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Consequentially, those passionate about working on infrastructure exclusively had to choose to move on from Spotify, and those who remained had the chance to work on a whole new set of problems.
Partnering with Google
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While at the time, Amazon Web Services, the market monopolist, was the obvious choice for many companies as a cloud computing partner, it wasn’t the right choice for Spotify. Spotify decided to partner with the new entrant, Google Cloud, which wanted to compete with the market monopoly, for three main reasons:
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- Because Google Cloud was just starting, Spotify became one of Google’s main and high-priority clients, that in turn meant Spotify could tailor its migration roadmap to a degree that Amazon was not willing to cater for. This allowed Google and Spotify to co-develop features and products higher up the stack that helped enhance the user experience. While Amazon’s early lead customer was Netflix, Spotify, served the same purpose for Google Cloud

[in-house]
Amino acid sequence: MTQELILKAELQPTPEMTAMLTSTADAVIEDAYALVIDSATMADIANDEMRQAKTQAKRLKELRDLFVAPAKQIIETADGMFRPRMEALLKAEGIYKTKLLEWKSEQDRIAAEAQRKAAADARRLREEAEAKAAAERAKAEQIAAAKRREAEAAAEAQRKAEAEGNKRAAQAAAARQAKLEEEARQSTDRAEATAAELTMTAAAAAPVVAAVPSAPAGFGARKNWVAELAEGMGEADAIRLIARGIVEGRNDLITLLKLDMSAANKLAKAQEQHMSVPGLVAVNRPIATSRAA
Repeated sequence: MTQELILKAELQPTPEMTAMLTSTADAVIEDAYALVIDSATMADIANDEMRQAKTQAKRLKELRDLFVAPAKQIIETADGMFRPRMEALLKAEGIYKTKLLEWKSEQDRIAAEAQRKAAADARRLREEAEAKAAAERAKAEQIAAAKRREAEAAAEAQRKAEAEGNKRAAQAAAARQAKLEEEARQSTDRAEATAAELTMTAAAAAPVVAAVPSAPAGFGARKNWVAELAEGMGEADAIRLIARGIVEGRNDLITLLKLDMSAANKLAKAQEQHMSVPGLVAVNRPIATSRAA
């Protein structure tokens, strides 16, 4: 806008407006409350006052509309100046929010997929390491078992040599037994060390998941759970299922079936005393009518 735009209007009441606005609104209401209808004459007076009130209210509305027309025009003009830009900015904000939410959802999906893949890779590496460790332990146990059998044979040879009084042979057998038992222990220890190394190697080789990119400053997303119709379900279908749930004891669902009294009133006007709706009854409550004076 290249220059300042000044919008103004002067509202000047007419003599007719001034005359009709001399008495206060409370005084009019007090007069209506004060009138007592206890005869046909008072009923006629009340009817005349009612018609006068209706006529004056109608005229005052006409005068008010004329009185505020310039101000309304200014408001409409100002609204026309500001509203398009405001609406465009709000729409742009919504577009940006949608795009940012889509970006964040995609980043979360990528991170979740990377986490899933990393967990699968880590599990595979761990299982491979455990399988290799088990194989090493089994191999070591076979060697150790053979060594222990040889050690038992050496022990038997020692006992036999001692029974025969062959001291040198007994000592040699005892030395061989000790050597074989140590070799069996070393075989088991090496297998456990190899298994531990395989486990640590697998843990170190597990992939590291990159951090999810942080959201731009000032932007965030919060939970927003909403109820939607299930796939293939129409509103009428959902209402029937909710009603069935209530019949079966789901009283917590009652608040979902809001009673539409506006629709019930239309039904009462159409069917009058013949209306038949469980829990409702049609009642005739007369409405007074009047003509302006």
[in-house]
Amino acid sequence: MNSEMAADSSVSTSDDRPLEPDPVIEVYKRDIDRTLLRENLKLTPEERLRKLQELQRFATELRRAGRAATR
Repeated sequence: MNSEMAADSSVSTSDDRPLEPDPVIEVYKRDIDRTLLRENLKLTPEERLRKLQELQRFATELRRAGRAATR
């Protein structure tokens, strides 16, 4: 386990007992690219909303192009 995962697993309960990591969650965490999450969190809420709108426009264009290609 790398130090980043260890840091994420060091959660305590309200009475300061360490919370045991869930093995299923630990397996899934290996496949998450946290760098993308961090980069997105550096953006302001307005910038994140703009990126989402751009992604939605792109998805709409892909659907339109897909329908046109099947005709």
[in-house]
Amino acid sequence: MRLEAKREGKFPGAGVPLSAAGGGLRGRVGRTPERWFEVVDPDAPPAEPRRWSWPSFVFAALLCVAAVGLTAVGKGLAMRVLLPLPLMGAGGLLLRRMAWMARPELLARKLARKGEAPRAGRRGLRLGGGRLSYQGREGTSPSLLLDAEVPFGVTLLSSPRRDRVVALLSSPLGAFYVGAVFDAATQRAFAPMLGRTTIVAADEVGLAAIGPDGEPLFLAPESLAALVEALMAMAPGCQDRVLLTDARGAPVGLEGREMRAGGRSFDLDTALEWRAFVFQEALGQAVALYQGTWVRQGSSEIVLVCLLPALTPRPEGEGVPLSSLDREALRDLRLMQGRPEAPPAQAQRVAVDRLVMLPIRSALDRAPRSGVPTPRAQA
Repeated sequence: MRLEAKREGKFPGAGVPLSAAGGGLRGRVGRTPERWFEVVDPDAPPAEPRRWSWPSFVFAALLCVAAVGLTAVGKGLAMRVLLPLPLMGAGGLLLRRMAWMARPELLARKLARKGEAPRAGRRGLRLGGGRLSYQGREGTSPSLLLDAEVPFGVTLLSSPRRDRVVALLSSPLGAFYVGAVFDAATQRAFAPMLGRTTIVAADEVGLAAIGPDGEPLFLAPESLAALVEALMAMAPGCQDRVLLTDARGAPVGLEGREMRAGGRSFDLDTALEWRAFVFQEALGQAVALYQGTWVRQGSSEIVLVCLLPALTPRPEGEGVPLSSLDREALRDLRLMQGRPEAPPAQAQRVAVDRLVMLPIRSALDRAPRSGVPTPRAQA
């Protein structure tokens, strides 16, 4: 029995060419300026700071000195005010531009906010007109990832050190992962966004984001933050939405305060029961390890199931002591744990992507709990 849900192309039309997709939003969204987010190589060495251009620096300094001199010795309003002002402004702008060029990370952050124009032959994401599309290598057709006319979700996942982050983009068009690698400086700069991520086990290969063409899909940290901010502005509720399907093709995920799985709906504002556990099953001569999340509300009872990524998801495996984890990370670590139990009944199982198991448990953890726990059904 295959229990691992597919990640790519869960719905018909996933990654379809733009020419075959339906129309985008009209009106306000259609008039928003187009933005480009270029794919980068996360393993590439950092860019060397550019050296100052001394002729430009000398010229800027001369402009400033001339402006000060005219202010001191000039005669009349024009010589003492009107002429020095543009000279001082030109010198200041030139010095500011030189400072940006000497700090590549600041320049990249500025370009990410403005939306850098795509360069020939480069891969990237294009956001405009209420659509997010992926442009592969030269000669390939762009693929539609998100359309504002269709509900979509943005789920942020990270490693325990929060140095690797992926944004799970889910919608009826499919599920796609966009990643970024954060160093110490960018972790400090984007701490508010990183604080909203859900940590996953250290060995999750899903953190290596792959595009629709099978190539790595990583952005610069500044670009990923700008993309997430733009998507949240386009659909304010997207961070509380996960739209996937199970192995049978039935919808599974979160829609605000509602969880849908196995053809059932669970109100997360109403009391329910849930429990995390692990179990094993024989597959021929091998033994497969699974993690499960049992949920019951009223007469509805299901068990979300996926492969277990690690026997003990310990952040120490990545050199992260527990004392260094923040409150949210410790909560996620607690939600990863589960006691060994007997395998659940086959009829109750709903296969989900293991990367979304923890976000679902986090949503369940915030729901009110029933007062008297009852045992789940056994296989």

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- By supporting the new entrants, Spotify prevented itself from getting squeezed economically by a market monopolist
- The organizational cultures of the two organization's matched. Not just on the senior leadership level, but also on the working level where engineers had to work together daily
It took Spotify more than 5 years to complete its full migration to the cloud.
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Enhanced analytics: the positive side effect of the migration
A major area of focus for Spotify during the migration was to develop a base for better data both for Spotify and the subscribers, to help everyone in the ecosystem make better listening decisions.
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In the centralized data center and server network of Spotify, there was little visibility into the details of the available datasets and consequentially, no one could visualize out-of-the-box data requests.
The migration to Google Cloud helped bring transparency and structure to Spotify’s data which in effect helped employees ask more complicated questions about users, interactions, and Spotify’s offering. This unconstrained access to data and transparency led to exponential growth and productivity across various teams and departments.